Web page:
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Sunday, September 27, 2009

AWAY FROM MY DESK

OUTSIDE -- BE BACK LATER
Fall temperatures surround my homestead here on Bear Mountain today. I spend my day thinking and meandering outside. Lots of outside work needs to be done to wrap this place up for winter. My thoughts go out to all the small wild critters that are contemplating their outdoor winter quarters.

Not much in the way of bird song right now. Mostly jays jabbering about all the acorns that the white oaks are dropping down for the taking. A few finch and chickadees are finishing off the sunflower seeds from my sunflowers. I don't feed commercial seed to the birds as I don't really know where it originates. Rather I plant food for butterflies, bees, wasps, flies, birds, moths and other animals as well as encourage wild plants for sources. I feel that not only us humans have to know where our food comes from but so do we need to know the food sources that we feed animals.

I brush-hog the couple acres that once were animal pasture before I moved here. I wait until a hard frost before its done so as to, hopefully, make sure all the hibernators are safe in their lairs. The field gets brush-hogged twice a year. The summer cut is done around July. I am thinking of changing this next year's summer cut or not doing it at all. The man that brush-hogs does not like to do it when the plants are up high. But, I need to observe if there are any ground nesting birds still with young during this July time. Also, other critters can be at risk.

Kentucky winters are really mild compared to a place I once lived, Michigan. It was the coldest, snowiest state of all the many places I have lived.

Winter is coming. The seasons of the wheel roll on. I love winter here as I always feel the wistfulness of nature during this time.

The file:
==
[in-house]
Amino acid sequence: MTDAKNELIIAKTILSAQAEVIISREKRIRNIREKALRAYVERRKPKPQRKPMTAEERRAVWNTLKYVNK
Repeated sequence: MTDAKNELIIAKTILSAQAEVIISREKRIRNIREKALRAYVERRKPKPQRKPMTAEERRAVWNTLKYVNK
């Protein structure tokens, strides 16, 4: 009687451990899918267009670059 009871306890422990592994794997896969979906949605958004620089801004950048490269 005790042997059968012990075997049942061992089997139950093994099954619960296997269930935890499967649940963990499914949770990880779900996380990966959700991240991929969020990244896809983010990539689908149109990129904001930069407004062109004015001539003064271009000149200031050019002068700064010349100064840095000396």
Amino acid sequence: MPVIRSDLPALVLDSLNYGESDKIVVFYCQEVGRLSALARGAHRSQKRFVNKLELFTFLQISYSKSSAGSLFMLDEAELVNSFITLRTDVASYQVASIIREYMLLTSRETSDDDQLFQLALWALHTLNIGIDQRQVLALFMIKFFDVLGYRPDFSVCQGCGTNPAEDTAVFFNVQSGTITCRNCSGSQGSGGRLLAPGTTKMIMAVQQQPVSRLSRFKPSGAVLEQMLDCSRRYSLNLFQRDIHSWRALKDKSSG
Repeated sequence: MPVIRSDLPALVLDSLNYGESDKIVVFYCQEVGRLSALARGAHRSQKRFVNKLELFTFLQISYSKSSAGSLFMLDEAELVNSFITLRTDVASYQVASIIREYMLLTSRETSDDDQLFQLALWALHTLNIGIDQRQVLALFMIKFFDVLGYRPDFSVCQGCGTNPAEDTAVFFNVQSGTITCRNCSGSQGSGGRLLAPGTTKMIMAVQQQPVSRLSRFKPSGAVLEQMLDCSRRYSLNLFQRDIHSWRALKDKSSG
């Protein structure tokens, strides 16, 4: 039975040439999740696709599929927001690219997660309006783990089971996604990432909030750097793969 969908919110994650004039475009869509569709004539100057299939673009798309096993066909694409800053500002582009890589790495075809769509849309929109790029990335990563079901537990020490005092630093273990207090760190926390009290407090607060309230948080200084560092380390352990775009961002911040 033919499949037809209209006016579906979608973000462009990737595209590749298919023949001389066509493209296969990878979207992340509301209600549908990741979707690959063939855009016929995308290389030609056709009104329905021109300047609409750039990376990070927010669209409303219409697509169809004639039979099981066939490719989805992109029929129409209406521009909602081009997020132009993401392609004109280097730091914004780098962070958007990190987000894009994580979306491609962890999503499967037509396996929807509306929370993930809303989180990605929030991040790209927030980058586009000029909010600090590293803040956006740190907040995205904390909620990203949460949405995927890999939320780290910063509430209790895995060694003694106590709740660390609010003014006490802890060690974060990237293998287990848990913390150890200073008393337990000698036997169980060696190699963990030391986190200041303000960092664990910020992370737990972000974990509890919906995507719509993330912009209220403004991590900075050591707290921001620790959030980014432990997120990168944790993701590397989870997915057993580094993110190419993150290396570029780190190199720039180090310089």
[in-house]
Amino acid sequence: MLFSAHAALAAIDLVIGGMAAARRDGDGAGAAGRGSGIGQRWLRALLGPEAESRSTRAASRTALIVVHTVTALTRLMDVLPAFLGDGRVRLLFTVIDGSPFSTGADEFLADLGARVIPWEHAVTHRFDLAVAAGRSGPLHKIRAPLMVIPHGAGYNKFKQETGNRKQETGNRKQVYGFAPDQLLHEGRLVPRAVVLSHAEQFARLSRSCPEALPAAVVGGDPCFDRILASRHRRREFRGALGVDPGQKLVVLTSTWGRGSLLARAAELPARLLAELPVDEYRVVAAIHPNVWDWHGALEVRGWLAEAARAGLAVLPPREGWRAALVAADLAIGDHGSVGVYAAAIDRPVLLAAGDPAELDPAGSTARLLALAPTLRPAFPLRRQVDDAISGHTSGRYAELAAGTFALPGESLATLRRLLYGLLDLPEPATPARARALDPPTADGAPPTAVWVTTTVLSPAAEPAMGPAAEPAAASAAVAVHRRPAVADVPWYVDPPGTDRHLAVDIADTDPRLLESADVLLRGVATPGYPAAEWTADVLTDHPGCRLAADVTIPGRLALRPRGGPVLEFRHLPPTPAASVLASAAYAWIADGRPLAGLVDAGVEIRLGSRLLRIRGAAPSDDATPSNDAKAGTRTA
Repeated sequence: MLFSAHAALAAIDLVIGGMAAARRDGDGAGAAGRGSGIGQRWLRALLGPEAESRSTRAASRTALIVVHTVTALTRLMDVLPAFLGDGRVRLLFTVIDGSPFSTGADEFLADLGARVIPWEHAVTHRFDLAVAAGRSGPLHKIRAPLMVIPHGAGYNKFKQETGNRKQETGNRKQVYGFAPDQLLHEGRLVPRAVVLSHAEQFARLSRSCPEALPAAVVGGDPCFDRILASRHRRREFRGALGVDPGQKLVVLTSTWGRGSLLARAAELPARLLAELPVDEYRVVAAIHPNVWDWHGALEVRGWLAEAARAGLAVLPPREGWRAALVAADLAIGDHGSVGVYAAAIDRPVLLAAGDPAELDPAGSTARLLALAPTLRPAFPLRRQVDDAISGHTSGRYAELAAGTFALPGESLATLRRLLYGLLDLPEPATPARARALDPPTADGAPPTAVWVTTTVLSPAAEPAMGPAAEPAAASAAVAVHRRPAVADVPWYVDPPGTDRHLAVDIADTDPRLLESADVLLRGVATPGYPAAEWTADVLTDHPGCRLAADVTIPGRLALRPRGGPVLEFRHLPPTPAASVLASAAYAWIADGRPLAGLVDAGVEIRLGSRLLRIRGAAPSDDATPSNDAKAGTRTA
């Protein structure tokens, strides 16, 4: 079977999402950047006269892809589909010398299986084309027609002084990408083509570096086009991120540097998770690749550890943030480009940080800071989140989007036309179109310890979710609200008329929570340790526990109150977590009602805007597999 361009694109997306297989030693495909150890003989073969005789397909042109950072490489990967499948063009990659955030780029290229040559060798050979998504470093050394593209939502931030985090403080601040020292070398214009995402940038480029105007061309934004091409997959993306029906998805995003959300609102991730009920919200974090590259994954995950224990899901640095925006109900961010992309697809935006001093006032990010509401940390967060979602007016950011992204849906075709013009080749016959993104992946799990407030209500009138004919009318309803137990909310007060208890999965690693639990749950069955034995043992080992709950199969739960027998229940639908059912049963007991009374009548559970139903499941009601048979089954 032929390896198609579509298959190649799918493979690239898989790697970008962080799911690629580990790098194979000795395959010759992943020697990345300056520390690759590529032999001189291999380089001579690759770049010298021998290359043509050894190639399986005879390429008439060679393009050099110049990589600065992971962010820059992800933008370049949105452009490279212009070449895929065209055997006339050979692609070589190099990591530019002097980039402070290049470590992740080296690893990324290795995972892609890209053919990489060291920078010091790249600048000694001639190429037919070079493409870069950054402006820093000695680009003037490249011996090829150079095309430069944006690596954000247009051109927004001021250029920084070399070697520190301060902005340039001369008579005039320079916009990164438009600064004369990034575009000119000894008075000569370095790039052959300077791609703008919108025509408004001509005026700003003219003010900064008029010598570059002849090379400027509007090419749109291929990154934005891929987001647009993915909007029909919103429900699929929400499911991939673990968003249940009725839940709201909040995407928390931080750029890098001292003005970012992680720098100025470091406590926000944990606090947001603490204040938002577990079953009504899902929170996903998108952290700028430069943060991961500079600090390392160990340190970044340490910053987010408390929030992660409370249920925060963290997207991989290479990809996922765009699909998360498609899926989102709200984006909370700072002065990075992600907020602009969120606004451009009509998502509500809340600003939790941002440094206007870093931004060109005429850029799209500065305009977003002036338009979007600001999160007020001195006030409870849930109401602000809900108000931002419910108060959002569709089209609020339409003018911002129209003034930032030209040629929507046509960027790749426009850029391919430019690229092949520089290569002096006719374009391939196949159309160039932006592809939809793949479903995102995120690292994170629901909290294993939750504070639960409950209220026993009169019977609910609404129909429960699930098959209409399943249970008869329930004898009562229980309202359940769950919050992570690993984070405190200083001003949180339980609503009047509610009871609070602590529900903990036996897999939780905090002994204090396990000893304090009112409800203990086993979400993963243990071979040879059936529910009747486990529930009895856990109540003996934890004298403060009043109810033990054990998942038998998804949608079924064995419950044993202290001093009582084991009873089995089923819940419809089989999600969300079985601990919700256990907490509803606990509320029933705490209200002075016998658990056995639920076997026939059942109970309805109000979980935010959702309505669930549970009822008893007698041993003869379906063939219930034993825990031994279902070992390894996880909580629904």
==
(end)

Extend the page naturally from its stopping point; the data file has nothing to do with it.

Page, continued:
Thursday, September 24, 2009

COTTAGE BUNGALOW, FOLK ART FENCE

SIDE VIEW OF 1920s BUNGALOW
A wonderful two-story white cottage bungalow sits among its flower gardens in rural Garrard county, Kentucky. It still has its original weatherboarding siding, multiple paned windows (lights) and metal roof. Its front porch is a common form found in the area, that of wood pillar and stone post. This cottage is small -- probably no more than 900 square feet. Well taken care of plantings are gathered around its perimeter.

FOLK ART FENCE
The folk fencing surrounding the perimeter flower gardens was probably made several years after the bungalow was built. It is made with mostly linear shaped rocks of limestone and is held together with a decorative exuded mortar of an unidentified type. Contrasting, with the mostly linear rocks, are small round brown rocks perched like large eggs along the whole top of the fence. It resembles fences built in the thirties and forties by English immigrant masons. It is about 2 1/2 feet in height. It is eclectic and playful in design as folk art.

Tuesday, September 22, 2009

Sunday, September 20, 2009

COUNTRY HOMEMADE CLOTHES-LINE POLE


TAKE A TREE STUMP AND ADD SOME WOODEN EXTENSIONS AND YOU HAVE A COUNTRY CLOTHES-LINE POLE! MADISON COUNTY, KENTUCKY.

ONE TEACHER -- ONE ROOM SCHOOL HOUSE

IRENE TAYLOR (LEFT) AND BESSIE BALLINGER POSE TOGETHER AS FORMER TEACHER AND FORMER STUDENT, RESPECTIVELY, OF TODD SCHOOL